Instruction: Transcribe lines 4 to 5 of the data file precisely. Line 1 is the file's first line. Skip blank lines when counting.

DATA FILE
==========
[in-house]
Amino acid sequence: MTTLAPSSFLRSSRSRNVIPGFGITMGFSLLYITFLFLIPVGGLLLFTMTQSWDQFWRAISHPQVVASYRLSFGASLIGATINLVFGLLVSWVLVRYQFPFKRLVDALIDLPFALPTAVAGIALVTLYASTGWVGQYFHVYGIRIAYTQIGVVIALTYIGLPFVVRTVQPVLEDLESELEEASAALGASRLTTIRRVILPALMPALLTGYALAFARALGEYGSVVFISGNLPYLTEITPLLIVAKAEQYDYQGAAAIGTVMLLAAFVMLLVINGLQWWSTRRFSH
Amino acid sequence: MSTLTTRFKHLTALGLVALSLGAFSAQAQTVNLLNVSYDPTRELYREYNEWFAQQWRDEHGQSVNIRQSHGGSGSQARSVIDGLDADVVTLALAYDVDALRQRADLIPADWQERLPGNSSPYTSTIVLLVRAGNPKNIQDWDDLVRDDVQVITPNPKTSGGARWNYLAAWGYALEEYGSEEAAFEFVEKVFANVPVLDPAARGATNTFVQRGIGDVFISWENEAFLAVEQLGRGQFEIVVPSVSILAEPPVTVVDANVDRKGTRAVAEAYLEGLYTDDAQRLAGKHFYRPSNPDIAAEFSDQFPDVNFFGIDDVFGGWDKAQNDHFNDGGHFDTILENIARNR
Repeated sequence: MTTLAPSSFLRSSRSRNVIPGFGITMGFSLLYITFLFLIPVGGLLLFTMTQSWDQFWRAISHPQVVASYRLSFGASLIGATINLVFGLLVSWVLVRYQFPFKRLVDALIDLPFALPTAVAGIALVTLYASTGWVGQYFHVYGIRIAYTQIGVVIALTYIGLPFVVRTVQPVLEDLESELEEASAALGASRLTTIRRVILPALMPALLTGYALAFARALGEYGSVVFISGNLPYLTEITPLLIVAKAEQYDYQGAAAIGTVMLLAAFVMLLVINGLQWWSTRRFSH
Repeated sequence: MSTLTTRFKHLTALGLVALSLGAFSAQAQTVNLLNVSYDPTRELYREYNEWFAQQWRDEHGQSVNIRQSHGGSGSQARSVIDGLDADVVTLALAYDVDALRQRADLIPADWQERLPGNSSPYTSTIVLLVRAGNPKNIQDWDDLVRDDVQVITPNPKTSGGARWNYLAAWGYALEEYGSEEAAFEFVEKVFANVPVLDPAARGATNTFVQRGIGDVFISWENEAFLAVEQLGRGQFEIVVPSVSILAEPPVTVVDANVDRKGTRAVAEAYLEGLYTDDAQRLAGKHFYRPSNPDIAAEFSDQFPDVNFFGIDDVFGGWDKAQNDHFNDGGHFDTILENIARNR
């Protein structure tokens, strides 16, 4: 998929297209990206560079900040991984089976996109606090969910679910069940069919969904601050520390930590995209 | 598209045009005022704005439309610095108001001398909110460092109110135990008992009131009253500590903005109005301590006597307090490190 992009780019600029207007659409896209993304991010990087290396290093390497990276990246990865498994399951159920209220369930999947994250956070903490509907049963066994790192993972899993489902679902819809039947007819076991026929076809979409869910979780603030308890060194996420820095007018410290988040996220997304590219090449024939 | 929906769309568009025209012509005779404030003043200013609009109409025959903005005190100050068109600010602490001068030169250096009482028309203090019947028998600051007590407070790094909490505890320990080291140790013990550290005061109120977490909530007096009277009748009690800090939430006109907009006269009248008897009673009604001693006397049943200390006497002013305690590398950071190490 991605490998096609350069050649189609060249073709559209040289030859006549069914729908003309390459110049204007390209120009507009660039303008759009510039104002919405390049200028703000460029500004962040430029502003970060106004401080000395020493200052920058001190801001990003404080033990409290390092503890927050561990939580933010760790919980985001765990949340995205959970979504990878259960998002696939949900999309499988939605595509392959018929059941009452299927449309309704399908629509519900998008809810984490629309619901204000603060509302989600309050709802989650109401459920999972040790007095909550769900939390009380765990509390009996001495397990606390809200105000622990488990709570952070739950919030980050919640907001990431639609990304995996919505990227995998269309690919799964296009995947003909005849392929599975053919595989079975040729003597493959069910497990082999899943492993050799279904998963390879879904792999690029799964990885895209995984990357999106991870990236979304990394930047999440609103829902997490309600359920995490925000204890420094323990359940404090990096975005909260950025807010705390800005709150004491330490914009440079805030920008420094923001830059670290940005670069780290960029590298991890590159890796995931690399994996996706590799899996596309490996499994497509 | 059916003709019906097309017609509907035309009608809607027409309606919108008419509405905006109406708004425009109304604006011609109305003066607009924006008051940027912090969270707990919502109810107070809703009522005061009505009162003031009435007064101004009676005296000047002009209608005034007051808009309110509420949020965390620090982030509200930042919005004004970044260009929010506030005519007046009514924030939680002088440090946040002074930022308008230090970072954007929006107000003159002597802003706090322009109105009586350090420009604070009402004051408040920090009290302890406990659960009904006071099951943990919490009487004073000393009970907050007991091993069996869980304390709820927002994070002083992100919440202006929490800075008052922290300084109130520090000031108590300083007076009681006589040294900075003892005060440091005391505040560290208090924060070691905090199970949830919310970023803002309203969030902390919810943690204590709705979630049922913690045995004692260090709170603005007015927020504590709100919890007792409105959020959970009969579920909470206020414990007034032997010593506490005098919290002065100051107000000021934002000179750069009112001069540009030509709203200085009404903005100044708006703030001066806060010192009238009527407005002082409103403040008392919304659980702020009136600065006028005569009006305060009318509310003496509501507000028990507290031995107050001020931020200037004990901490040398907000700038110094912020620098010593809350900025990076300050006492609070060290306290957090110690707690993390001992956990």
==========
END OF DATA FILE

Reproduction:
Repeated sequence: MTTLAPSSFLRSSRSRNVIPGFGITMGFSLLYITFLFLIPVGGLLLFTMTQSWDQFWRAISHPQVVASYRLSFGASLIGATINLVFGLLVSWVLVRYQFPFKRLVDALIDLPFALPTAVAGIALVTLYASTGWVGQYFHVYGIRIAYTQIGVVIALTYIGLPFVVRTVQPVLEDLESELEEASAALGASRLTTIRRVILPALMPALLTGYALAFARALGEYGSVVFISGNLPYLTEITPLLIVAKAEQYDYQGAAAIGTVMLLAAFVMLLVINGLQWWSTRRFSH
Repeated sequence: MSTLTTRFKHLTALGLVALSLGAFSAQAQTVNLLNVSYDPTRELYREYNEWFAQQWRDEHGQSVNIRQSHGGSGSQARSVIDGLDADVVTLALAYDVDALRQRADLIPADWQERLPGNSSPYTSTIVLLVRAGNPKNIQDWDDLVRDDVQVITPNPKTSGGARWNYLAAWGYALEEYGSEEAAFEFVEKVFANVPVLDPAARGATNTFVQRGIGDVFISWENEAFLAVEQLGRGQFEIVVPSVSILAEPPVTVVDANVDRKGTRAVAEAYLEGLYTDDAQRLAGKHFYRPSNPDIAAEFSDQFPDVNFFGIDDVFGGWDKAQNDHFNDGGHFDTILENIARNR